Black-Owned Wineries Headline Festival on Martha's Vineyard
|thenorthstar||Jul 12, 2019|
Heading towards its second year, Soul of Sonoma on the Vineyard (SoSMV) is hoping to introduce Black-owned wineries to Martha’s Vineyard. The gathering, which began as a one-time event to promote Soul of Sonoma’s California wine tours, will return to the East Coast in August.
This year the event’s theme is “La Vie en Rose” and will focus on rosé wine. Guests are asked to wear “hints of blush and pale rose” to mark the annual wine and epicurean festivities.
“Rosé is still on-trend, and even wine experts are digging a bit deeper in their reviews and acknowledging that rosé can exhibit some of the same taste complexities as well-made reds and whites,” Soul of Sonoma’s founder Patrice Davenport told eurweb.com. “This is an exciting time for wine because the invigorated interest in rosé has given connoisseurs and the broader industry a new horizon to explore.”
Attendees will participate in a “progressive tasting from Black-owned vineyards,” including selections chosen by Davenport. Winemakers from Charles Woodson Wines and Theopolis Vineyards will guide guests through their wine tasting experience and will be sharing their knowledge on rosés.
SoSMV guests also will have a chance to test new rosé wine selections from Paula Harrell’s award-winning P. Harrell Wines collection. Premium ticket holders will have “an exciting experience” thanks to wine and spirits veteran Donae Burston.
The event will feature Chef Deon Thomas who will provide food pairings for the wine selection. The Jamaican native, who opened his first restaurant on Martha’s Vineyard in 2001, now operates a small Caribbean restaurant out of a The Veterans of Foreign Wars of the US (VFW) hall in Martha’s Vineyard. Thomas provided gourmet food for last year’s Soul of Sonoma on the Vineyard.
Tickets for SoSMV, which range from $125 to $150, will not be sold at the door.
Davenport launched Soul of Sonoma as part of her first business, 1865 Company, she told the AFRO. The company, which focused on high end gifts that reflected African American heritage and culture, was behind the Legacy Cellars Club, the first wine club to exclusively feature Black-owned premium wine brands.
The company now does tours and wine tastings at Black-owned vineyards in Napa and Sonoma County. Soul of Sonoma has featured tours and tastings ranging from $185 to $225 as well as a monthly wine club for $65. Private events, which include dinner parties, bachelorette parties, picnics, and golf outings, run between $85 and $280 per person.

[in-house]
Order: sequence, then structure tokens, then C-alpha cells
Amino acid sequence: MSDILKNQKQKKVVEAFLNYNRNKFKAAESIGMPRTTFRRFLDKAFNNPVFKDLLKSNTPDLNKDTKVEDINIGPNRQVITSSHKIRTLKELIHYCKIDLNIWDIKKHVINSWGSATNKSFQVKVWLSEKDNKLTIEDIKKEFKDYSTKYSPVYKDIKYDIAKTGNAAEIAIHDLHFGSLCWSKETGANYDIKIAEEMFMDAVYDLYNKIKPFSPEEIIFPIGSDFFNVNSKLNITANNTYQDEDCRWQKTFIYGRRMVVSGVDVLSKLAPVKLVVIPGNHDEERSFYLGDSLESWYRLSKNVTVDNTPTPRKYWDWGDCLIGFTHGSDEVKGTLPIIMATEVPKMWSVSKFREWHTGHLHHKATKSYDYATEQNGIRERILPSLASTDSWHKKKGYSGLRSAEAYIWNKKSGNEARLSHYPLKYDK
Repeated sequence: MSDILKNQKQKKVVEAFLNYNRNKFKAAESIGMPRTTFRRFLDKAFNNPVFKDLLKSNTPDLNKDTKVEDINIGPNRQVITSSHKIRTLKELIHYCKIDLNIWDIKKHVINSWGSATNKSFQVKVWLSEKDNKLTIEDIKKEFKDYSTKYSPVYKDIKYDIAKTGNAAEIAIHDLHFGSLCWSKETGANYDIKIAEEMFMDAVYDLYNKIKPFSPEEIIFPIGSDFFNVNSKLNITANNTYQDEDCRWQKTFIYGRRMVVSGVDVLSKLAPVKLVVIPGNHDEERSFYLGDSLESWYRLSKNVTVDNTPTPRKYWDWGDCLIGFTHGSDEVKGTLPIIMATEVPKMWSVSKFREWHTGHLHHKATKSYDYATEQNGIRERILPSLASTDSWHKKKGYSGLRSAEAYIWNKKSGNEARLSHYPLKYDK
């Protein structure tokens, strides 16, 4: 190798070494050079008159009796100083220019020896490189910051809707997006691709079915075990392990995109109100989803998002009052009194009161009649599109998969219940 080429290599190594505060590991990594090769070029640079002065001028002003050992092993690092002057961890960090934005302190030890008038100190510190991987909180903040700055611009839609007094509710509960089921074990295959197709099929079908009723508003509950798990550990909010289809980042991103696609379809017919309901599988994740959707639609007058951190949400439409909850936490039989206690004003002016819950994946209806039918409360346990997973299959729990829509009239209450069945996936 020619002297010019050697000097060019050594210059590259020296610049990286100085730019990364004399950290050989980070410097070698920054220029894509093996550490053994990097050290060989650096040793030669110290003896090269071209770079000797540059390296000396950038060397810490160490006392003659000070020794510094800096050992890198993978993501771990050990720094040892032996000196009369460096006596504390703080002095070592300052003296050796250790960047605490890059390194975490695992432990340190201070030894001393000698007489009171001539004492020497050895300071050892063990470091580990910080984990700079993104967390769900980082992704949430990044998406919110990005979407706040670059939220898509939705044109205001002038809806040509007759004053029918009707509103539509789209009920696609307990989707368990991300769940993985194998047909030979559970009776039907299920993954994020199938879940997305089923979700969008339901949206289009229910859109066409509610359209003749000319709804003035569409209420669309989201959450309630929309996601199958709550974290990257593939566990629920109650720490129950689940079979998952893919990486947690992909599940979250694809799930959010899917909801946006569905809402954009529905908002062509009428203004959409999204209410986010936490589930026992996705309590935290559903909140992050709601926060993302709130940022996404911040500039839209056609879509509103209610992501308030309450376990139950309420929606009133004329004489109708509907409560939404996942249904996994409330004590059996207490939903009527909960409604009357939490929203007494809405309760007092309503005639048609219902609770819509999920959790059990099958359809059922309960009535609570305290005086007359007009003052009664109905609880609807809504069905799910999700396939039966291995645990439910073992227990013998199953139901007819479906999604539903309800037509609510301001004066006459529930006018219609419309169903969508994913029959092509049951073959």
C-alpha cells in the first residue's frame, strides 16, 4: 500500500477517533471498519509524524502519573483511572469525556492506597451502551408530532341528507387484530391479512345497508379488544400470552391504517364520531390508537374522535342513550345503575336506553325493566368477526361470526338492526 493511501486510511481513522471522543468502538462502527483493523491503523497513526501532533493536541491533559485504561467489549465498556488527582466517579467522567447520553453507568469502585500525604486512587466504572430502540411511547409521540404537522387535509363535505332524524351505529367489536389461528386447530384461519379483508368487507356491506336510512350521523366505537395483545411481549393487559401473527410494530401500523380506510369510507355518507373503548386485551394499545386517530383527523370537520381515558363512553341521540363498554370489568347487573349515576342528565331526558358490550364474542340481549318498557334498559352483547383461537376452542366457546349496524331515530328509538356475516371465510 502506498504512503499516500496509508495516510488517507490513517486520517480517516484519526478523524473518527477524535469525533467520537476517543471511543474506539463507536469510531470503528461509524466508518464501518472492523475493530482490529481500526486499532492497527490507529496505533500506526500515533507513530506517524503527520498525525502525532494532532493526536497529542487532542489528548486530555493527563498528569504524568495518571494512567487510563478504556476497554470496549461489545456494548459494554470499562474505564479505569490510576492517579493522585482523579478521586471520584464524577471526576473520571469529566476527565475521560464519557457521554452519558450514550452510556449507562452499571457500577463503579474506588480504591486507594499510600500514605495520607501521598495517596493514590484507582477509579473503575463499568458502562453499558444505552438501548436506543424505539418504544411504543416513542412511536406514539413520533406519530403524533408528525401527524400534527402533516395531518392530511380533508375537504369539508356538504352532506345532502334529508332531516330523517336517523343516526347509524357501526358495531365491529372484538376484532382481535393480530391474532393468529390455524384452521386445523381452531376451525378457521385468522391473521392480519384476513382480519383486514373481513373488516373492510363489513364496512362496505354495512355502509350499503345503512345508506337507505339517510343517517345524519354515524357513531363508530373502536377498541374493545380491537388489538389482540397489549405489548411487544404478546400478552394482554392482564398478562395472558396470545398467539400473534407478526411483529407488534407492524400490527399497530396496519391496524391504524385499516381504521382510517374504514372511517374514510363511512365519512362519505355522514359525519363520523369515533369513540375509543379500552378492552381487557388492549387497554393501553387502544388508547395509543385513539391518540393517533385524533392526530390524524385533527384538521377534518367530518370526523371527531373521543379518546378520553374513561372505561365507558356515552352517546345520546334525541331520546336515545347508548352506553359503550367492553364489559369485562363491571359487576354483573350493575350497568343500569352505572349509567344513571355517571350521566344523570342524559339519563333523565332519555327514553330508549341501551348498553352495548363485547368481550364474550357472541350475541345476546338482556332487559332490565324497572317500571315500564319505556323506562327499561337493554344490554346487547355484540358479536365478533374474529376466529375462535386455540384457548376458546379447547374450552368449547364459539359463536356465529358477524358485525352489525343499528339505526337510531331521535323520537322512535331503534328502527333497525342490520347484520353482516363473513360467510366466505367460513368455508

In 2018, the company expanded to the East Coast to provide tours, tastings, and exclusive access to Black-owned wineries. Soul of Sonoma also researched and reached out to Black-owned wineries and vineyards across the mid-Atlantic region to help Black wine drinkers identify which brands to support.
“We have heard from many affluent African Americans and others about their desire to support Black-owned businesses while sharing the pride of Black-ownership and cultural experiences with their peers,” Davenport told AFRO.
Apart from the now-annual event on Martha’s Vineyard, Davenport said she hoped to soon open up a “Northern California-style” tasting room on the East Coast.
A 2017 Wine Market Council report based on a poll of 2,512 US wine drinkers found that a majority of wine drinkers are white (71 percent), followed by Latinx (14 percent), and African Americans (9 percent). Only 3 percent of wine drinkers surveyed identified as Asian and 4 percent identified as “mixed race/other.”
Just 7 percent of African American wine drinkers identified themselves as “high frequency” wine drinkers, compared to 74 percent of wine drinkers who were white and 13 percent of Latinx respondents.
The survey revealed other characteristics of wine drinkers. Geographically, the study showed that many wine drinkers come from California (12 percent), Florida (9 percent), and Texas (8 percent).
Wine drinkers were also spread across generations, with Baby Boomers making up 36 percent of respondents, Millennials for 33 percent, and Generation X for 21 percent.
About the Author
Nicole Rojas is a breaking news writer for The North Star. She has published in various venues, including Newsweek, GlobalPost, IHS Jane’s Defence Weekly, and the Long Island Post. Nicole graduated from Boston University in 2012 with a degree in print journalism. She is an avid world traveler who recently explored Asia and Australia.